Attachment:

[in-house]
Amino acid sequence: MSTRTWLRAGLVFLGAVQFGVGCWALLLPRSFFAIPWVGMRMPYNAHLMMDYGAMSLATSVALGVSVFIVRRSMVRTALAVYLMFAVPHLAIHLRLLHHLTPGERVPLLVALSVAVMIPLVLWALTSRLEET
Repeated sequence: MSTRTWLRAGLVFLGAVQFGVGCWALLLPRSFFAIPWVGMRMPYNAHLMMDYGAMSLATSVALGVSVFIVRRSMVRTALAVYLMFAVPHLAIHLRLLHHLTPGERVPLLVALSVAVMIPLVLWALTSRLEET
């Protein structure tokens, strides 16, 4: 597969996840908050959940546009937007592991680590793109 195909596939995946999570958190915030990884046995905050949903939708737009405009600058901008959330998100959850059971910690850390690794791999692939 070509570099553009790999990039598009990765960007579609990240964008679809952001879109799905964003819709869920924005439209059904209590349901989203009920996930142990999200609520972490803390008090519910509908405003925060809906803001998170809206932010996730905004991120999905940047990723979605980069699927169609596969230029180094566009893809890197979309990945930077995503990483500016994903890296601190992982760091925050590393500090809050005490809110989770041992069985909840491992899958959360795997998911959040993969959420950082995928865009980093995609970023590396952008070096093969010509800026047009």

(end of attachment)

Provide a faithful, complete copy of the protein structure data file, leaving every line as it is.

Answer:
[in-house]
Amino acid sequence: MSTRTWLRAGLVFLGAVQFGVGCWALLLPRSFFAIPWVGMRMPYNAHLMMDYGAMSLATSVALGVSVFIVRRSMVRTALAVYLMFAVPHLAIHLRLLHHLTPGERVPLLVALSVAVMIPLVLWALTSRLEET
Repeated sequence: MSTRTWLRAGLVFLGAVQFGVGCWALLLPRSFFAIPWVGMRMPYNAHLMMDYGAMSLATSVALGVSVFIVRRSMVRTALAVYLMFAVPHLAIHLRLLHHLTPGERVPLLVALSVAVMIPLVLWALTSRLEET
């Protein structure tokens, strides 16, 4: 597969996840908050959940546009937007592991680590793109 195909596939995946999570958190915030990884046995905050949903939708737009405009600058901008959330998100959850059971910690850390690794791999692939 070509570099553009790999990039598009990765960007579609990240964008679809952001879109799905964003819709869920924005439209059904209590349901989203009920996930142990999200609520972490803390008090519910509908405003925060809906803001998170809206932010996730905004991120999905940047990723979605980069699927169609596969230029180094566009893809890197979309990945930077995503990483500016994903890296601190992982760091925050590393500090809050005490809110989770041992069985909840491992899958959360795997998911959040993969959420950082995928865009980093995609970023590396952008070096093969010509800026047009």